POSTED ON 24th February 2016 BY Ollie Blackwell
As you know, food safety is important no matter where you are…
While you’re at home, it’s easier to practice food safety. This is because you’re familiar with the food that you eat, and you know how to prepare it safely. Chances are that safe food handling, for the most part, is second nature when you’re at home.
But if you’re on a safari holiday, it can be more difficult; especially when travelling to a new country. Being unfamiliar with the local foods, customs, and another culture’s standard of food safety can make it difficult to know which precautions you should take to keep yourself safe from food-borne illnesses.
Fortunately, many safaris are havens of delicious and safe dining however different types of safari carry varying degrees of risk when it comes to food.
When you’re staying at a lodge, for instance, or in a luxury tented camp, you will most likely have your own cook who will prepare your meals for you. Not only will they be able to ensure that your meals are safe and prepared according to high standards of quality; in most cases they’ll also be able to cater to any dietary needs or restrictions that you may have.
All of the lodges and luxury camps that we choose have chefs to provide you with excellent food. You won’t go hungry, or have to worry about food safety while you’re there.
Take a look at the video below, to see the story of Joyful Nghala, a lodge chef at Singita Kruger National Park.
On some budget safaris though, or if you’re camping without a cook while on a self-drive safari, you will need to be more diligent with food safety. This is because often, in these situations, much of the food preparation will fall to you and your group. In these cases, you will be responsible for food safety, and ensuring that safe food preparation procedures are followed. It’s also wise to be vigilant if you plan to venture into the local village markets, or dine in restaurants.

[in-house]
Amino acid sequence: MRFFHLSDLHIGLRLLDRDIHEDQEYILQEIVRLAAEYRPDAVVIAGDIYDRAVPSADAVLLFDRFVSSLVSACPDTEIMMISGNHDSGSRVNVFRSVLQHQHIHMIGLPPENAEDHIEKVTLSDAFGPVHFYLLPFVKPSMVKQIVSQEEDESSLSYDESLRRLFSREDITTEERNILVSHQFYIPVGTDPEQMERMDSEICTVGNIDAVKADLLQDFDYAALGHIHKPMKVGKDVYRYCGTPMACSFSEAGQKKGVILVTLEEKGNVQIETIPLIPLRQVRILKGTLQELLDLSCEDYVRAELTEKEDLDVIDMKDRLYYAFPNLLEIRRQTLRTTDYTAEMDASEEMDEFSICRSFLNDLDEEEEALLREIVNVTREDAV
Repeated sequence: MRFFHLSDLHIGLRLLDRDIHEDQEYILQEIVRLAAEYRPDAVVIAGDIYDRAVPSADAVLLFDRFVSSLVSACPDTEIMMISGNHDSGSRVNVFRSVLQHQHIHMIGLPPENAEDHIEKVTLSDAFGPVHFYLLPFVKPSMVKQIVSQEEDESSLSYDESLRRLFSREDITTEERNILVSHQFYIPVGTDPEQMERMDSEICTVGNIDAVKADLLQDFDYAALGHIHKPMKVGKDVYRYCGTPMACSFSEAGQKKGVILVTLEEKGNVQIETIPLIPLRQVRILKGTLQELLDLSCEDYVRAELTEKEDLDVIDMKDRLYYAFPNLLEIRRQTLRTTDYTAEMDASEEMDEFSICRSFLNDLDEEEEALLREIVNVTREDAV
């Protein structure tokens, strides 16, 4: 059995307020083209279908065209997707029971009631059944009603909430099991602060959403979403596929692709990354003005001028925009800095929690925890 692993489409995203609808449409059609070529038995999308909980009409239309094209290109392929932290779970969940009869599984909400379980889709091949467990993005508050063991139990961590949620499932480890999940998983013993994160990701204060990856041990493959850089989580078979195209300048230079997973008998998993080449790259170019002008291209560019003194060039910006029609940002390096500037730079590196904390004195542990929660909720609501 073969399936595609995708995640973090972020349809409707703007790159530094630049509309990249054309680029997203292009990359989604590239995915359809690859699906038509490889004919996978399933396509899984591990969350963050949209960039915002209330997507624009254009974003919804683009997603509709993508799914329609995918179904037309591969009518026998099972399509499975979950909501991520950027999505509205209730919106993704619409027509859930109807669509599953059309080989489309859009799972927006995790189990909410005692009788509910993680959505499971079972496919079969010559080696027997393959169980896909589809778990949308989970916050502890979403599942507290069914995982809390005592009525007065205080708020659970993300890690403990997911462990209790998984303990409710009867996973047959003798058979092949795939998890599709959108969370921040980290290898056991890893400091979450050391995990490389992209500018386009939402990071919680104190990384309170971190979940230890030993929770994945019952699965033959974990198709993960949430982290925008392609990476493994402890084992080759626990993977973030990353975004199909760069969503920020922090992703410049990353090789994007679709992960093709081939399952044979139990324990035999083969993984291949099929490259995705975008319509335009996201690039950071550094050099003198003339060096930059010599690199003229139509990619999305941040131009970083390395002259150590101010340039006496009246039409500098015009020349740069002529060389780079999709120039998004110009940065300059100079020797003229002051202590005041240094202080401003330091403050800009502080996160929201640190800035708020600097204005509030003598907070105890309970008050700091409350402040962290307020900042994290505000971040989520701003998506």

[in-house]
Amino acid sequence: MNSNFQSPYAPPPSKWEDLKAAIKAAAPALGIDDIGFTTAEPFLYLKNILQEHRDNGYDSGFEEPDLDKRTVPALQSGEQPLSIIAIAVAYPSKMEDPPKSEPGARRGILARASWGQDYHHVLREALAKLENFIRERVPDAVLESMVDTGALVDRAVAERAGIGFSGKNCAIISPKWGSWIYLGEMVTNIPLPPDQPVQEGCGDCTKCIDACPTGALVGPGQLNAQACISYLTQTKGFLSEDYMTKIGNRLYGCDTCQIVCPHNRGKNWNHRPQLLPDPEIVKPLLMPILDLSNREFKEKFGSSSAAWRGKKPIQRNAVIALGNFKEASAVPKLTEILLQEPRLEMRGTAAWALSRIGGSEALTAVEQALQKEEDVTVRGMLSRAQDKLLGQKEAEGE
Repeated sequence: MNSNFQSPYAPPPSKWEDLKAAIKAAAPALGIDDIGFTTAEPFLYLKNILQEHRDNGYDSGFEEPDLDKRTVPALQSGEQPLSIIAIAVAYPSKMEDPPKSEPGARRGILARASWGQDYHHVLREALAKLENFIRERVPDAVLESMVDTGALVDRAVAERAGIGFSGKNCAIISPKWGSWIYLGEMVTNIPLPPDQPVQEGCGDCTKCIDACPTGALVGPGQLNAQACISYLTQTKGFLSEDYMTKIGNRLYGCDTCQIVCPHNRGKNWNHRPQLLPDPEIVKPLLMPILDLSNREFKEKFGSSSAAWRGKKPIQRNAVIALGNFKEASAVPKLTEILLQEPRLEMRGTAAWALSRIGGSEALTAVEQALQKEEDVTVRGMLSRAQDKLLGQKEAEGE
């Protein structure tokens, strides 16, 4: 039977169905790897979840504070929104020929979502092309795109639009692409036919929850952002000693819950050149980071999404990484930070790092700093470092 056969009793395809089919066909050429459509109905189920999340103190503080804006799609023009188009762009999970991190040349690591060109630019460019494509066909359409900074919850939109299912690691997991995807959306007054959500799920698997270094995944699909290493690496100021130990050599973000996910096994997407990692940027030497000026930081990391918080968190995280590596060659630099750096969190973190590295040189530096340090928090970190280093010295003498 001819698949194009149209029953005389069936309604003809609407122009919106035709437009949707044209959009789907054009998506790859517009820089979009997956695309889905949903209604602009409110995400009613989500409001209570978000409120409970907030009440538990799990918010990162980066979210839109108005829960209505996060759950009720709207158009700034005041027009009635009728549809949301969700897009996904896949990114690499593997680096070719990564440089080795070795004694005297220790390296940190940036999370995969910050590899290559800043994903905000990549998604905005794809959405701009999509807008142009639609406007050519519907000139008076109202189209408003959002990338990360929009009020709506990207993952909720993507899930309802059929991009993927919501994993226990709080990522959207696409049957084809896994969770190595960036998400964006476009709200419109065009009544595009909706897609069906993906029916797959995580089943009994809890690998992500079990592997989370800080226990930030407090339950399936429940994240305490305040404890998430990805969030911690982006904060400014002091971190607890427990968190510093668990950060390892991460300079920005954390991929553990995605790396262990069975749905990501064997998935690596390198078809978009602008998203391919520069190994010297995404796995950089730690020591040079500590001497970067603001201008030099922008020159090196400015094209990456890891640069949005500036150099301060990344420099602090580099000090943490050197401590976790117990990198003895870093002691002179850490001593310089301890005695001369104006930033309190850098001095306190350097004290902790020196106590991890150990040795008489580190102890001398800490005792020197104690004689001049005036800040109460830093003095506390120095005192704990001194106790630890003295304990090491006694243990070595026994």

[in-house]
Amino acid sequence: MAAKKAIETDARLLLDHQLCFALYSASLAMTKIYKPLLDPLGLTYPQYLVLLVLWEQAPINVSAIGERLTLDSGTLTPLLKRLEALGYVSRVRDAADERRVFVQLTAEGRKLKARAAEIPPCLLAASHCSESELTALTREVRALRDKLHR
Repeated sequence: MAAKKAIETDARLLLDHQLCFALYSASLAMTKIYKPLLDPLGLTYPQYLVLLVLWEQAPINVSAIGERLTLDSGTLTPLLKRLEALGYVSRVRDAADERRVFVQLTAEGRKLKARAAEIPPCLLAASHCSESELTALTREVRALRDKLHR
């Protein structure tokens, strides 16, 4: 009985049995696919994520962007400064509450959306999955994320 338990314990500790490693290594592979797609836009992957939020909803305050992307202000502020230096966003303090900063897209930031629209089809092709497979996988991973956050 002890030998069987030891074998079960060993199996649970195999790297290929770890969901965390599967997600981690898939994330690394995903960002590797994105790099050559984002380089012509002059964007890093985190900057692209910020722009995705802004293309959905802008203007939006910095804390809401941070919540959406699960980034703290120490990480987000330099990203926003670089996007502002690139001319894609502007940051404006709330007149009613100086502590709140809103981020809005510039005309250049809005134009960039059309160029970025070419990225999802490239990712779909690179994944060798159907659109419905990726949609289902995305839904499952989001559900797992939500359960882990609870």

If you’re planning an African safari, here are a few things that you should know about food safety.
Generally speaking, as this article explains, six harmful types of pathogens can be found in food items: Salmonella, E.coli, Listeria monocytogenes, Staphylococcus aureus, Clostridium perfringens and Bacillus cereus. Parasites are also a significant cause of foodborne illnesses in Africa.
But before you let this put you off of travelling to Africa, it’s important to realise that there are measures that you can take to keep yourself safe.
Part of the reason that Africa has such a bad reputation for food safety is due to the fact that people often think of this continent as one, single entity, and forget that there are actually 53 very different countries within this continent.
In terms of food safety, many popular safari destinations are just as safe as anywhere in the UK.
The most important thing is to be prepared ahead of time.
Research the area that you’re going to, and talk with your safari provider about what you can expect while you’re there. Booking with a reputable safari company is your first port of call, and the best step that you can take towards ensuring that your journey will be pleasant and trouble-free.